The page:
Objective:Infants requiring resuscitation at birth are resuscitated using neonatal resuscitation guidelines. Sometime after birth, resuscitation practice must transition to pediatric guidelines. There is no evidence on when this transition should occur. The objective of this study was to describe infant resuscitation practices in Neonatal Intensive Care Units (NICUs), Pediatric Intensive Care Units (PICUs) and Cardiac Intensive Care Units (CICUs).Study Design:An electronic survey was sent to medical directors of NICUs, PICUs and CICUs in the U.S. The survey examined resuscitation practices, and preference for use of neonatal or pediatric guidelines, for different postnatal ages, clinical scenarios and etiologies of arrest.Results:A total of 152 responses were received, including 118 NICUs, 19 PICUs and 15 CICUs. The majority of NICU responders used greater than 28 days as the time to change from neonatal to pediatric guidelines. The majority of PICU and CICU transitioned to pediatric guidelines immediately after birth. Pediatric guidelines were preferred in the PICU and CICU regardless of the arrest etiology. NICU responders favored pediatric guidelines only if the arrest was cardiac.Conclusions:Our results suggest that infants are resuscitated using neonatal guidelines in the NICU and pediatric guidelines in the PICU and CICU, even if they are the same age and have the same etiology of arrest. There is no agreement on the time to change from neonatal to pediatric guidelines. Further research comparing the outcomes of infants resuscitated in these different units could inform future guideline refinement.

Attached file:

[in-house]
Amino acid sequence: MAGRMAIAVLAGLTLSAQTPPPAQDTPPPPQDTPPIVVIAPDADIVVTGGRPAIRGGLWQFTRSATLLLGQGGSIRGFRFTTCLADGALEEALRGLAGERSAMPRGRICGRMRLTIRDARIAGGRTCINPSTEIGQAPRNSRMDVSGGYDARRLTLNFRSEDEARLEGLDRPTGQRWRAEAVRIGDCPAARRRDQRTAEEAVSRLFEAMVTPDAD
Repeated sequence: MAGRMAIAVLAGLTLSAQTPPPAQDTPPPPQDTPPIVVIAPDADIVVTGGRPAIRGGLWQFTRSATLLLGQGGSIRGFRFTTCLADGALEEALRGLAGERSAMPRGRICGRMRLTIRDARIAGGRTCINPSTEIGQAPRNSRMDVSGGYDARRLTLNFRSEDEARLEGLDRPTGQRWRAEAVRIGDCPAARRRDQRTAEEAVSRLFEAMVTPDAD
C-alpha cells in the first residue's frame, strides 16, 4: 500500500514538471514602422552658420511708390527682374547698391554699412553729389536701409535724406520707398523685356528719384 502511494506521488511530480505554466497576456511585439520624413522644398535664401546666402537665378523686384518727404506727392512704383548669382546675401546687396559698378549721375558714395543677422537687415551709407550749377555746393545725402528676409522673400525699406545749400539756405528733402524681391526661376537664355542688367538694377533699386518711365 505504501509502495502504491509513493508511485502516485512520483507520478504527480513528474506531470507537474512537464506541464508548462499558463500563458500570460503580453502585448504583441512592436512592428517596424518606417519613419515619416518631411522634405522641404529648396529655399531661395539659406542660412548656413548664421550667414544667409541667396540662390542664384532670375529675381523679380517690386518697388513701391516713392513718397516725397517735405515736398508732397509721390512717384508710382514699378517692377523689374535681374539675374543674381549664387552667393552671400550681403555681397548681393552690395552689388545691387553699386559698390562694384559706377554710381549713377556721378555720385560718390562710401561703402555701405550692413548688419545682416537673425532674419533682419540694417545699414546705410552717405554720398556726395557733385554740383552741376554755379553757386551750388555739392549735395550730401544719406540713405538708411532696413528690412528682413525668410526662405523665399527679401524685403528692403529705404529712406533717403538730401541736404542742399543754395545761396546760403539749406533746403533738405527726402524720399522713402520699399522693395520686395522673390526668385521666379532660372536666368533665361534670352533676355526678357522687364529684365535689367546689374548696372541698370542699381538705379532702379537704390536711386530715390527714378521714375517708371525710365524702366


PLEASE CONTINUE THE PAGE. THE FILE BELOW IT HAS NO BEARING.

ASJC Scopus subject areas
- Pediatrics, Perinatology, and Child Health
- Obstetrics and Gynecology